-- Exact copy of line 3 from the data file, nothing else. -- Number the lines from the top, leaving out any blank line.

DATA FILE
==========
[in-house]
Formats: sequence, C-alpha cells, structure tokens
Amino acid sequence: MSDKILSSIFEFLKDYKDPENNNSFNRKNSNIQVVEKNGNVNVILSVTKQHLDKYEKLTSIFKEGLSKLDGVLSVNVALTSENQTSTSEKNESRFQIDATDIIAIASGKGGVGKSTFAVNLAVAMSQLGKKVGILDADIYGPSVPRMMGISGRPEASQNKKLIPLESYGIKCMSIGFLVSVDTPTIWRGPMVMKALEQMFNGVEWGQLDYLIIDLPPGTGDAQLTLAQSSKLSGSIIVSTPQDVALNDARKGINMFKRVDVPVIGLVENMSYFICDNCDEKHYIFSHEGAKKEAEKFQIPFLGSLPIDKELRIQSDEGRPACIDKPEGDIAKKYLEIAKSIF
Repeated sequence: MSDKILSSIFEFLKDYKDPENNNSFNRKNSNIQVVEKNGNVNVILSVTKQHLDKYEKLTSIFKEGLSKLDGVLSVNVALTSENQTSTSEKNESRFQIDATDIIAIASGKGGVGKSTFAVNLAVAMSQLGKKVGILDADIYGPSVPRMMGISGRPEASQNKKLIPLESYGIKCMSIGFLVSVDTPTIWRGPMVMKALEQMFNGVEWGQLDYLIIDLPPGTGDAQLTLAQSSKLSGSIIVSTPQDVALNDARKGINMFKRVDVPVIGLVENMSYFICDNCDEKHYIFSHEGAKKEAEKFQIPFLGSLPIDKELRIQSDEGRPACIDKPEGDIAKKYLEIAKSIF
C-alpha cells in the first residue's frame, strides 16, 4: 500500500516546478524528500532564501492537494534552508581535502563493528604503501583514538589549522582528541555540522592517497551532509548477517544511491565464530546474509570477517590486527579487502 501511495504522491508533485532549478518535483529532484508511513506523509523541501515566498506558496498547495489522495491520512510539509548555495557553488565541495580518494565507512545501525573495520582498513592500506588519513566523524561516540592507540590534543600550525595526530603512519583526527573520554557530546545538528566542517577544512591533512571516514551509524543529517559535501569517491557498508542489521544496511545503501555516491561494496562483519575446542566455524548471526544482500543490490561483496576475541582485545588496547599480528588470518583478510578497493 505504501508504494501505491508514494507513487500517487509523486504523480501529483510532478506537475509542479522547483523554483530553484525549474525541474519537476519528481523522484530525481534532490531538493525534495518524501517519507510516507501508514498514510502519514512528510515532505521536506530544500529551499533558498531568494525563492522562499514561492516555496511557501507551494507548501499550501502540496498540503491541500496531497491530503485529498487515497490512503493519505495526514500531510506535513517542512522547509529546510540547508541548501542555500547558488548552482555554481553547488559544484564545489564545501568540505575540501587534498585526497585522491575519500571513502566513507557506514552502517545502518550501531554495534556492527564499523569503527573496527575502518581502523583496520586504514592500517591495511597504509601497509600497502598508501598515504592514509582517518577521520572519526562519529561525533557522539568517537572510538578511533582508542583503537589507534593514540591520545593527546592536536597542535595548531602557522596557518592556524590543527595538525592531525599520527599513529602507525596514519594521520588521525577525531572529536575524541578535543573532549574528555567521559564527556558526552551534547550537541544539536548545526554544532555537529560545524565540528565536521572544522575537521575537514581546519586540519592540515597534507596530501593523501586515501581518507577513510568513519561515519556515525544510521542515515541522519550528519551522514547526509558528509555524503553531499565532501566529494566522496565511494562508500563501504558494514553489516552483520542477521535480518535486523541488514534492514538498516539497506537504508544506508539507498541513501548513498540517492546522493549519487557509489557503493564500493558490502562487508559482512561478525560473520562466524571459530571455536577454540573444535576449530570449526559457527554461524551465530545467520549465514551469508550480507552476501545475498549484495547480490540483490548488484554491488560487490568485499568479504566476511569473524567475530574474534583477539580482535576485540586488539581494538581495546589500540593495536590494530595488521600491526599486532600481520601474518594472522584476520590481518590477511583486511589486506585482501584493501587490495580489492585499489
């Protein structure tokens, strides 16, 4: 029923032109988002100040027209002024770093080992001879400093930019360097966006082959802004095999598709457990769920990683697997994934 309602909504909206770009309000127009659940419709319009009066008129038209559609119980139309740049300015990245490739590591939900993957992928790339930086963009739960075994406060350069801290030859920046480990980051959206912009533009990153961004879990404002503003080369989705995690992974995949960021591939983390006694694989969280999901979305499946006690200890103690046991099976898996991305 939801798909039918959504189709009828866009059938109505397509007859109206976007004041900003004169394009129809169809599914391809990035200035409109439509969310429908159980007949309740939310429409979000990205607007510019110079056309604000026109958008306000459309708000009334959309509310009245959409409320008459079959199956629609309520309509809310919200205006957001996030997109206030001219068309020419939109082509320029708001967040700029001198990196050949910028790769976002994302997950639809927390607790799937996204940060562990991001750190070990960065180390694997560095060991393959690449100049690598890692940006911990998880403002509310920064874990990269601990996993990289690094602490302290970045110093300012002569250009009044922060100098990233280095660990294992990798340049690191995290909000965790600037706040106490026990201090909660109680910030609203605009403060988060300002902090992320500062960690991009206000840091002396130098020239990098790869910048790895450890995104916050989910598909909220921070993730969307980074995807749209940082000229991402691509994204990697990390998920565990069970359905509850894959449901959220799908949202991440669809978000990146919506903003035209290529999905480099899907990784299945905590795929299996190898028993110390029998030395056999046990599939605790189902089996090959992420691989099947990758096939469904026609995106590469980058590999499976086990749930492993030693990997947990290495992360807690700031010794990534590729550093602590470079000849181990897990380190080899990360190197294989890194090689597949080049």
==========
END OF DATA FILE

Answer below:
Amino acid sequence: MSDKILSSIFEFLKDYKDPENNNSFNRKNSNIQVVEKNGNVNVILSVTKQHLDKYEKLTSIFKEGLSKLDGVLSVNVALTSENQTSTSEKNESRFQIDATDIIAIASGKGGVGKSTFAVNLAVAMSQLGKKVGILDADIYGPSVPRMMGISGRPEASQNKKLIPLESYGIKCMSIGFLVSVDTPTIWRGPMVMKALEQMFNGVEWGQLDYLIIDLPPGTGDAQLTLAQSSKLSGSIIVSTPQDVALNDARKGINMFKRVDVPVIGLVENMSYFICDNCDEKHYIFSHEGAKKEAEKFQIPFLGSLPIDKELRIQSDEGRPACIDKPEGDIAKKYLEIAKSIF